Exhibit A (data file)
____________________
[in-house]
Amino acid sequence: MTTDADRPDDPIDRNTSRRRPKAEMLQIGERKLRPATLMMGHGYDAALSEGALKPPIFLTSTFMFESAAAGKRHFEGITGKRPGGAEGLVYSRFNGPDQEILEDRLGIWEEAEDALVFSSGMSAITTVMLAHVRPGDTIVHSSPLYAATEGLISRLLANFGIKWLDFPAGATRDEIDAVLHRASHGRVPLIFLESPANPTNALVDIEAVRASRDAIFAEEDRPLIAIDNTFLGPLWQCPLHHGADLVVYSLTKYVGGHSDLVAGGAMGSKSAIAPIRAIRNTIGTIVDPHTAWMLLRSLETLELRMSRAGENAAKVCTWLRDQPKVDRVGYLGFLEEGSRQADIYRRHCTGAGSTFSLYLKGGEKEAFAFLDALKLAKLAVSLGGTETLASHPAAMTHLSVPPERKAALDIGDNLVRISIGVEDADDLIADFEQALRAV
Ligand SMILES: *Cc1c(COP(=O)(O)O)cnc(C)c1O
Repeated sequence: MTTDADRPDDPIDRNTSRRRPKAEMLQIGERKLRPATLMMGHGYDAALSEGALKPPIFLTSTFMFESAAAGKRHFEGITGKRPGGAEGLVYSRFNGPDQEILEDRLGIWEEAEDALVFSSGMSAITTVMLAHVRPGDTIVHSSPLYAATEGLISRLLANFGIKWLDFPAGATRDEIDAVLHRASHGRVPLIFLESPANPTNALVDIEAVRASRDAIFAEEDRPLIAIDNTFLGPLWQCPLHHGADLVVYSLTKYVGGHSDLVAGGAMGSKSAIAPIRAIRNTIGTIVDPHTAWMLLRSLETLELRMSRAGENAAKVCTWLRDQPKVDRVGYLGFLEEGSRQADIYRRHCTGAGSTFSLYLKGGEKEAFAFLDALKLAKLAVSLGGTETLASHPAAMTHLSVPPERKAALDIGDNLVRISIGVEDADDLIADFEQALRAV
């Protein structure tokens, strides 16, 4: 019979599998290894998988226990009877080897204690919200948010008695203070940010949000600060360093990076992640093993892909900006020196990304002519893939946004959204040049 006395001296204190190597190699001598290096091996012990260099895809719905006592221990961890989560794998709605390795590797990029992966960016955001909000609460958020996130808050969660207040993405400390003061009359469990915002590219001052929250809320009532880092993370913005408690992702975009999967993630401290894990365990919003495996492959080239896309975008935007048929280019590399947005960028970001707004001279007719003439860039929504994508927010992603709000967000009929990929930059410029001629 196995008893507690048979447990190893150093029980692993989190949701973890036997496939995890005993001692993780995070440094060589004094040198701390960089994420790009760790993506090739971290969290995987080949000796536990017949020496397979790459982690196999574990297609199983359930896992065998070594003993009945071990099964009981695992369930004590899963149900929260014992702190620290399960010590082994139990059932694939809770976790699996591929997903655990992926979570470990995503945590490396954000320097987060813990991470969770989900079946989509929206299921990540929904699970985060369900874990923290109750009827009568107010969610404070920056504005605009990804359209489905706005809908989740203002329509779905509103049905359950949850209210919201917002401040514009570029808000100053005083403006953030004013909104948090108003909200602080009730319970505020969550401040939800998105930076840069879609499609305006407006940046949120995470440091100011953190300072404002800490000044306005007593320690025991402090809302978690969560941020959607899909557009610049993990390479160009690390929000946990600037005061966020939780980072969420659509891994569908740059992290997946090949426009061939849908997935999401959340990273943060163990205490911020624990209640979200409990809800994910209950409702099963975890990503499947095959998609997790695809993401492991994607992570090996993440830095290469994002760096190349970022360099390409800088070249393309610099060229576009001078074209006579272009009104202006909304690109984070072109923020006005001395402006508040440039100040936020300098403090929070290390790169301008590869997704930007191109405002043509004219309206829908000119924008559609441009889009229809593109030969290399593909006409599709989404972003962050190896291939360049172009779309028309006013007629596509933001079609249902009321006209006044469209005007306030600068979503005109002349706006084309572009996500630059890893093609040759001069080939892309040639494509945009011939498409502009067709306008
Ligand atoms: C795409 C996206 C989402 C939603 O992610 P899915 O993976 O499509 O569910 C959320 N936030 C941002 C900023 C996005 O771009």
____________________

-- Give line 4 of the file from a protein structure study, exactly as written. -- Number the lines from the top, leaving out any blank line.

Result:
Repeated sequence: MTTDADRPDDPIDRNTSRRRPKAEMLQIGERKLRPATLMMGHGYDAALSEGALKPPIFLTSTFMFESAAAGKRHFEGITGKRPGGAEGLVYSRFNGPDQEILEDRLGIWEEAEDALVFSSGMSAITTVMLAHVRPGDTIVHSSPLYAATEGLISRLLANFGIKWLDFPAGATRDEIDAVLHRASHGRVPLIFLESPANPTNALVDIEAVRASRDAIFAEEDRPLIAIDNTFLGPLWQCPLHHGADLVVYSLTKYVGGHSDLVAGGAMGSKSAIAPIRAIRNTIGTIVDPHTAWMLLRSLETLELRMSRAGENAAKVCTWLRDQPKVDRVGYLGFLEEGSRQADIYRRHCTGAGSTFSLYLKGGEKEAFAFLDALKLAKLAVSLGGTETLASHPAAMTHLSVPPERKAALDIGDNLVRISIGVEDADDLIADFEQALRAV